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Leading museum confronts colonial history, moves statue of founder over slavery links

"Dedication to truthfulness is crucial when we face our own history," Hartwig Fischer, director of the British Museum told NBC News.
Image: The British Museum in London, England.
The British Museum in London, England.Nicolas Economou/NurPhoto / Getty Images file

LONDON — A popular stop on the London tourist trail, the British Museum now finds its own past is on public display.

Curators at the historic building in central London said Tuesday they had "redisplayed" a bust of the museum's founder, Sir Hans Sloane, who profited from Jamaican sugar plantations, to better reflect his ties with Britain's empire and the slave economy.

"Dedication to truthfulness is crucial when we face our own history," Hartwig Fischer, director of the British Museum said in a statement to NBC News.

"We will continue to explore our history and we will do this in collaboration with people from across the globe to rewrite our shared, complicated and, at times, very painful history as equals."

Fischer added that the museum, which has millions of visitors every year, had benefited from Sloane's "radical vision" of universal public access to a national museum collection.

Irish-born Sloane was a prominent physician and land owner. Later his plantation profits, in part allowed him to bequeath more than 71,000 items to Britain when he died in 1753 — which became the founding collection of the museum.

The museum's decision is part of a broader British reexamination of its imperial past and public discourse around issues of race, sparked by the police killing of George Floyd in Minnesota this summer.

Floyd's death led to an eruption of global anti-racism solidarity. In Britain, this culminated in the dramatic tearing down of slave trader Edward Colston's statue by protesters, later thrown into the Bristol harbor amid cries for Britain to confront its colonial past.

For some, the repositioning of Sloane's statue in the British Museum is "long overdue" but does not go far enough.

"The British Museum is one of the worst offenders when it comes to the problems of how we remember history. With its treasure trove of stolen artifacts and historical amnesia over empire, it has a long way to go before we can say its headed in the right direction," said Kehinde Andrews, professor of Black studies at Birmingham City University.

"The same is true for the debate more generally, where we are seeing a lot of tokenistic and symbolic gestures but nothing substantive that would actually address racial inequality."

Image: Sir Hans Sloane, English physician and naturalist.
Sir Hans Sloane, British physician.Print Collector / Getty Images file

Greece has long campaigned for the repatriation of antiquities it says were stolen or illegally excavated. These include the Parthenon Marbles — known in Britain as the Elgin Marbles — that British diplomat Lord Elgin removed from the Parthenon temple, when Greece was under Ottoman rule.

The museum has said the artifacts were acquired legally and were "part of everyone's shared heritage." While Greece's Culture Minister last year called Elgin a "serial thief."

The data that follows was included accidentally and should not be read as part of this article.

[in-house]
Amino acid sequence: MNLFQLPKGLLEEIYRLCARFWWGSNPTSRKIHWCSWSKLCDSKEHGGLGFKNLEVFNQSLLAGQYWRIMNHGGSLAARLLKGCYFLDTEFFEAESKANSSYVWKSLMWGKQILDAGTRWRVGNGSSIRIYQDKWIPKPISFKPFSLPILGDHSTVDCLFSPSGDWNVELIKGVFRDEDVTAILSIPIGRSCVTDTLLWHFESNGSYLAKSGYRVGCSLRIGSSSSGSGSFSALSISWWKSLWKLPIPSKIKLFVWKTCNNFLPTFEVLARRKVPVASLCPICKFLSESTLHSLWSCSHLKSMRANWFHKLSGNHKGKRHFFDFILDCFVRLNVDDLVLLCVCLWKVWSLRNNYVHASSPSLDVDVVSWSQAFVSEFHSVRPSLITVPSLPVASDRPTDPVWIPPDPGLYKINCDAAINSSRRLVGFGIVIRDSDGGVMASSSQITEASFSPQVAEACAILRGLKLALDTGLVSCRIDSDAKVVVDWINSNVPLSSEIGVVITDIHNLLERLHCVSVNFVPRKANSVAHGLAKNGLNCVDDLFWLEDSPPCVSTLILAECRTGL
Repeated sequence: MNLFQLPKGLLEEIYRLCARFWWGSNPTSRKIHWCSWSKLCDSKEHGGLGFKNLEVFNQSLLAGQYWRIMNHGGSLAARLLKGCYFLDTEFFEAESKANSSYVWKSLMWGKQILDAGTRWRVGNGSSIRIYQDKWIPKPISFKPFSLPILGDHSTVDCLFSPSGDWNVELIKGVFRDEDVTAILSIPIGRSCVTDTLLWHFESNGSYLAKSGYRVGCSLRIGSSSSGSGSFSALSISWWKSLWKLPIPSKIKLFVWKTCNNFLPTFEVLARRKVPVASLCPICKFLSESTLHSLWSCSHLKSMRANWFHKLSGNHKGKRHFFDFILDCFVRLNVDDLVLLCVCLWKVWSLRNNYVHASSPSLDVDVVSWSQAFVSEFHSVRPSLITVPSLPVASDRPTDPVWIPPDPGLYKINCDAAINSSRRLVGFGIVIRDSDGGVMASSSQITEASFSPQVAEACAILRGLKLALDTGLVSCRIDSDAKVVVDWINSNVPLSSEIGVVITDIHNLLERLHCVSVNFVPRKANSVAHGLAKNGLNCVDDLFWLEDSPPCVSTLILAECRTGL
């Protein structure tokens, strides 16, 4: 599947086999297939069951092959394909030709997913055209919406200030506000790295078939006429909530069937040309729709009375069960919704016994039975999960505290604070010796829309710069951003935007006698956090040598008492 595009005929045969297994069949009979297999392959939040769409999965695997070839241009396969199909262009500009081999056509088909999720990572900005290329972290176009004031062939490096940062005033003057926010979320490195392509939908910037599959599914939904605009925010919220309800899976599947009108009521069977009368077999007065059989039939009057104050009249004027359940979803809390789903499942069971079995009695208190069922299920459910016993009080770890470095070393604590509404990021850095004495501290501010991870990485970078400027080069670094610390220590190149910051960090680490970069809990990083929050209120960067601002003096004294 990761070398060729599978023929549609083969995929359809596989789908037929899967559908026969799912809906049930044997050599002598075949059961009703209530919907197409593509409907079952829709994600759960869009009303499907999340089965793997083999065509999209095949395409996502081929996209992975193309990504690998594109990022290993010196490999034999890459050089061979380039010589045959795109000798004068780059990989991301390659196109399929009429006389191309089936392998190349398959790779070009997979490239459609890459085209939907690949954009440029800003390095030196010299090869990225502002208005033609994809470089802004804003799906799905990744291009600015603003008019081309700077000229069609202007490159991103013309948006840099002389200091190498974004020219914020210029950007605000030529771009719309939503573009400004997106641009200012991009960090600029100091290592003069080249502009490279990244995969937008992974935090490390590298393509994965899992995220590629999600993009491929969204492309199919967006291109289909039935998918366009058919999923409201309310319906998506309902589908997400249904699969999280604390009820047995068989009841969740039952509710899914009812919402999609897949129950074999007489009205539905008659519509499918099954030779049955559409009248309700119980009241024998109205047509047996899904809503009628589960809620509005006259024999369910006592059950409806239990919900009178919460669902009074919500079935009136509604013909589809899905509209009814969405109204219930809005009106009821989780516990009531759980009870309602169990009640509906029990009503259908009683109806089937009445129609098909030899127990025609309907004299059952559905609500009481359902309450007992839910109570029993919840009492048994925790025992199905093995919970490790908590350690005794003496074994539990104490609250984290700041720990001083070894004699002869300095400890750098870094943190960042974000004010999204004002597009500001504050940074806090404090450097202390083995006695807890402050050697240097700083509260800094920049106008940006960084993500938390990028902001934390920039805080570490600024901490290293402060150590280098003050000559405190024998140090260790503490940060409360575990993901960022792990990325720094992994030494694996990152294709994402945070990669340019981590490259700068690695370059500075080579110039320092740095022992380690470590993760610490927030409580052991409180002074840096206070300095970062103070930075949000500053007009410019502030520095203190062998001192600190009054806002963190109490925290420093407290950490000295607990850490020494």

The Rapa Nui indigenous people of Easter Island, now part of Chile, have also sought the return of the "Hoa Hakananai'a" from the museum, an iconic "moai" statue.

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Image: People hold placards as they join a spontaneous Black Lives Matter march at Trafalgar Square
People hold placards as they join a Black Lives Matter march at Trafalgar Square in May in London, England.Hollie Adams / Getty Images file

Some in Britain see the museum's decision as part of an ongoing culture war. And not everyone agrees with the decision to sideline Sloane's role.

"It's shameful and disgraceful to do this to a man they basically owe their existence to," said Robert Poll of Save Our Statues, a non-profit formed in the wake of this summer's protests to protect British cultural heritage.

"To now move his statue is a huge sign of disrespect and’s almost a humiliation of him."

Poll said the decision was a "knee-jerk" reaction and that anyone in possession of a smartphone could discover the history of Sloane and others, without the need for such a move.

"We are seeing a wider cultural war, as they’re calling it, which seems to me to be an attack on our history, heritage, identity of Britain and the West in general."

A separate spat also broke out in the U.K. this week after the BBC said it would omit words from patriotic anthems, normally sung during a pomp-laden televised concert at the Royal Albert Hall each summer, known as "The Last Night of the Proms."

The decision has sparked a debate over censorship and the country's colonial past.

The broadcaster said an orchestral-only version of "Rule Britannia!" and "Land of Hope and Glory" would be performed, creating a stir on social media and among right-leaning tabloids.

Prime Minister Boris Johnson waded in on Tuesday.

"I think it's time we stopped our cringing embarrassment about our history, about our traditions and about our culture, and we stopped this general bout of self-recrimination and wetness," he told press. "I wanted to get that off my chest."

However, the BBC said in a statement that the anthems will not be sung due to COVID-19 restrictions.

"For the avoidance of any doubt, these songs will be sung next year," a spokesperson said.